'For Working Women in
Oregon': Caroline Gleason/Sister Miriam Theresa and Oregon's Minimum Wage Law
by Janice Dilg
During the great labor disputes of the early twentieth century's Progressive Era, Oregon became the seat for the first minimum wage law for women workers, due largely to the tireless championing of the cause by Caroline Glisan/Sister Miriam Theresa and organizations like the National Consumer League and the Catholic Women's League. Historian Janice Dilg draws on Gleason's own papers (including the Social Survey of Oregon labor that Gleason administered) as well as scholarly secondary sources to discuss the theoretical debates behind women's protective legislation and the implications of that legislation as activists and courts pushed for and against equality between the sexes.
Janice Dilg is an independent scholar from Portland, Oregon. She holds an MA in history from Portland State University and has contributed to numerous regional public history projects. As the Oral History Liaison, she coordinates the oral history project between the Oregon Historical Society and the U.S. District Court of Oregon Historical Society. Since 2006, she has been an adjunct instructor at Portland State and is developing the Women City Builder's website, which highlights women's civic contributions to the city of Portland. She is currently working on the 2012 centennial of woman suffrage in Oregon.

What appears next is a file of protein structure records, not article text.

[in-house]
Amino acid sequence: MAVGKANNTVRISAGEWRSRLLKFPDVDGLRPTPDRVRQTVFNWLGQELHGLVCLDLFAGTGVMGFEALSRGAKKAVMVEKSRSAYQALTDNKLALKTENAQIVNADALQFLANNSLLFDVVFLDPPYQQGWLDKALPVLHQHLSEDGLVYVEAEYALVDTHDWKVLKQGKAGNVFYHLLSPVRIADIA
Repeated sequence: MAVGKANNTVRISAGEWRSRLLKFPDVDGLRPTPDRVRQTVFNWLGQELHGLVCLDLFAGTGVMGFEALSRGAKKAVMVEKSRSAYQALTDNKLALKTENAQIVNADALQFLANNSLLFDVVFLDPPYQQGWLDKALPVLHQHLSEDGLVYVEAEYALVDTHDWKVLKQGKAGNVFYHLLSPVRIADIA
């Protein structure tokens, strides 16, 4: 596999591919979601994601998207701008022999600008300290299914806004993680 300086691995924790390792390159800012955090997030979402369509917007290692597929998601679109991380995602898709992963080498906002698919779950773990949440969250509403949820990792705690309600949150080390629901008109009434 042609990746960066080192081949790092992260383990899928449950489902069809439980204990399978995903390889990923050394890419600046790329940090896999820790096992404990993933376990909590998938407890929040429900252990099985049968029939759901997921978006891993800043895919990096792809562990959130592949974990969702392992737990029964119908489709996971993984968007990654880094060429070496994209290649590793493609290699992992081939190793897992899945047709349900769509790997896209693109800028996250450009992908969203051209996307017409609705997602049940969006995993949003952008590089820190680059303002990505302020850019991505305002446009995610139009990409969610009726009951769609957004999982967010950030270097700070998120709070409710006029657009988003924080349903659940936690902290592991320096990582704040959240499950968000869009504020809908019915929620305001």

'Standing out here in
the surf': The Termination and Restoration of the Coos, Lower Umpqua, and
Siuslaw Indians of Western Oregon in Historical Perspective
by David R.M. Beck
In 1855, leaders of many coastal Native American tribes signed a treaty with the United States government, reserving some lands and maintaining for their peoples access to other lands and resources of the region. The treaty was never ratified by Congress, however, and a series of nineteenth- and twentieth-century federal policies left the Coos, Lower Umpqua and Siuslaw Indians without federally recognized tribal status and in a prolonged litigation struggle with the government. Historian David R.M. Beck draws on federal archives and oral histories of many of the tribal leaders who have been major voices in the battle for restored status, concluding that persistence and stories of identity were the basis for the tribes' eventual winning of recognition in the mid 1980s.
David R.M. Beck, a professor in the Native American Studies Department at the University of Montana in Missoula, earned a Ph.D. in history from the University of Illinois at Chicago. He is currently conducting research in twentieth century American Indian history and federal Indian policy. His books Siege and Survival: History of the Menominee Indians, 1634–1856 (2002) and The Struggle for Self Determination: History of the Menominee Indians since 1854 (2005) both won the Wisconsin Historical Society book award.